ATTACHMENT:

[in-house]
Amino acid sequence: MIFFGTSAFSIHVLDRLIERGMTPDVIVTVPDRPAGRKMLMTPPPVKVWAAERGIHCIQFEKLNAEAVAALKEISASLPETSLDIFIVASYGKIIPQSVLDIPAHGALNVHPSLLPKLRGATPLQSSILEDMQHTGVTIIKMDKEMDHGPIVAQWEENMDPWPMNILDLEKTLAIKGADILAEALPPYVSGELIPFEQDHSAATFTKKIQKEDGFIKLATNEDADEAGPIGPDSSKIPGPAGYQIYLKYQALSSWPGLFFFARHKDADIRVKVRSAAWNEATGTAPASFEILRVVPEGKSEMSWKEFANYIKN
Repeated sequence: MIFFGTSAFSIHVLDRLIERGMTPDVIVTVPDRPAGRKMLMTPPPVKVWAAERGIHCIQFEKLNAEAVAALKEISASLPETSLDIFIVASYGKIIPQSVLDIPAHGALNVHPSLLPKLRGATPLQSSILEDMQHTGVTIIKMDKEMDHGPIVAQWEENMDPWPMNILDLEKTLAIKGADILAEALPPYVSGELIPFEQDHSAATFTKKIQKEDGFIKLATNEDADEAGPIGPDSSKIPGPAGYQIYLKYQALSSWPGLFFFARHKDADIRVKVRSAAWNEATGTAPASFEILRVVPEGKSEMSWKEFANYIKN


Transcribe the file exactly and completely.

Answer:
[in-house]
Amino acid sequence: MIFFGTSAFSIHVLDRLIERGMTPDVIVTVPDRPAGRKMLMTPPPVKVWAAERGIHCIQFEKLNAEAVAALKEISASLPETSLDIFIVASYGKIIPQSVLDIPAHGALNVHPSLLPKLRGATPLQSSILEDMQHTGVTIIKMDKEMDHGPIVAQWEENMDPWPMNILDLEKTLAIKGADILAEALPPYVSGELIPFEQDHSAATFTKKIQKEDGFIKLATNEDADEAGPIGPDSSKIPGPAGYQIYLKYQALSSWPGLFFFARHKDADIRVKVRSAAWNEATGTAPASFEILRVVPEGKSEMSWKEFANYIKN
Repeated sequence: MIFFGTSAFSIHVLDRLIERGMTPDVIVTVPDRPAGRKMLMTPPPVKVWAAERGIHCIQFEKLNAEAVAALKEISASLPETSLDIFIVASYGKIIPQSVLDIPAHGALNVHPSLLPKLRGATPLQSSILEDMQHTGVTIIKMDKEMDHGPIVAQWEENMDPWPMNILDLEKTLAIKGADILAEALPPYVSGELIPFEQDHSAATFTKKIQKEDGFIKLATNEDADEAGPIGPDSSKIPGPAGYQIYLKYQALSSWPGLFFFARHKDADIRVKVRSAAWNEATGTAPASFEILRVVPEGKSEMSWKEFANYIKN